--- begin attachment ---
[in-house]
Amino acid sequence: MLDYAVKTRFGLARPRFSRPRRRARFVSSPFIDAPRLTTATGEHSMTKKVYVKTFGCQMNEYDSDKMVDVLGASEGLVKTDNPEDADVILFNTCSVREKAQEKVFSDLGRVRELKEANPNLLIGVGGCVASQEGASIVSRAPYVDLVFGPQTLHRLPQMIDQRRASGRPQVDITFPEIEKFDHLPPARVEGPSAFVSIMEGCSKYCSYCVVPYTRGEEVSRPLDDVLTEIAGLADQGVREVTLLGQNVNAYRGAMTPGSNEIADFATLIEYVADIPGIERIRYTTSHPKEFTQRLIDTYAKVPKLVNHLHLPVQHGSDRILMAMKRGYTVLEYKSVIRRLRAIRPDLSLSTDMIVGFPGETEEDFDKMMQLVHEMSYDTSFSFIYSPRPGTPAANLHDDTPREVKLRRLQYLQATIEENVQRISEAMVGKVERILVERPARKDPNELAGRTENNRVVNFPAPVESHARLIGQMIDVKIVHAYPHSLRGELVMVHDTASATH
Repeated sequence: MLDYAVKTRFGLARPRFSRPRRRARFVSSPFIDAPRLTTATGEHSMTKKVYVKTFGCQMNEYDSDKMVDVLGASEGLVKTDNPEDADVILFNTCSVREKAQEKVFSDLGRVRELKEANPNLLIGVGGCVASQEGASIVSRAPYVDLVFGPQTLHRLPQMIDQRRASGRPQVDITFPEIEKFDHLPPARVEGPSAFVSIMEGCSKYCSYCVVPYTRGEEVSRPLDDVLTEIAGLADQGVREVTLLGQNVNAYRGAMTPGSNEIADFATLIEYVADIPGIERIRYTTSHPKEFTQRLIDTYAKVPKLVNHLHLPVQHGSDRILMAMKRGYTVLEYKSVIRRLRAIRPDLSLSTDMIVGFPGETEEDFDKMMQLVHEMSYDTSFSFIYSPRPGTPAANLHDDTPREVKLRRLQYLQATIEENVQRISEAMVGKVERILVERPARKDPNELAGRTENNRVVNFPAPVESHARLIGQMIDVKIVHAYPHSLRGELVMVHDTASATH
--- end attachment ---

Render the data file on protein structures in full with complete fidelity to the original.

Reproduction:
[in-house]
Amino acid sequence: MLDYAVKTRFGLARPRFSRPRRRARFVSSPFIDAPRLTTATGEHSMTKKVYVKTFGCQMNEYDSDKMVDVLGASEGLVKTDNPEDADVILFNTCSVREKAQEKVFSDLGRVRELKEANPNLLIGVGGCVASQEGASIVSRAPYVDLVFGPQTLHRLPQMIDQRRASGRPQVDITFPEIEKFDHLPPARVEGPSAFVSIMEGCSKYCSYCVVPYTRGEEVSRPLDDVLTEIAGLADQGVREVTLLGQNVNAYRGAMTPGSNEIADFATLIEYVADIPGIERIRYTTSHPKEFTQRLIDTYAKVPKLVNHLHLPVQHGSDRILMAMKRGYTVLEYKSVIRRLRAIRPDLSLSTDMIVGFPGETEEDFDKMMQLVHEMSYDTSFSFIYSPRPGTPAANLHDDTPREVKLRRLQYLQATIEENVQRISEAMVGKVERILVERPARKDPNELAGRTENNRVVNFPAPVESHARLIGQMIDVKIVHAYPHSLRGELVMVHDTASATH
Repeated sequence: MLDYAVKTRFGLARPRFSRPRRRARFVSSPFIDAPRLTTATGEHSMTKKVYVKTFGCQMNEYDSDKMVDVLGASEGLVKTDNPEDADVILFNTCSVREKAQEKVFSDLGRVRELKEANPNLLIGVGGCVASQEGASIVSRAPYVDLVFGPQTLHRLPQMIDQRRASGRPQVDITFPEIEKFDHLPPARVEGPSAFVSIMEGCSKYCSYCVVPYTRGEEVSRPLDDVLTEIAGLADQGVREVTLLGQNVNAYRGAMTPGSNEIADFATLIEYVADIPGIERIRYTTSHPKEFTQRLIDTYAKVPKLVNHLHLPVQHGSDRILMAMKRGYTVLEYKSVIRRLRAIRPDLSLSTDMIVGFPGETEEDFDKMMQLVHEMSYDTSFSFIYSPRPGTPAANLHDDTPREVKLRRLQYLQATIEENVQRISEAMVGKVERILVERPARKDPNELAGRTENNRVVNFPAPVESHARLIGQMIDVKIVHAYPHSLRGELVMVHDTASATH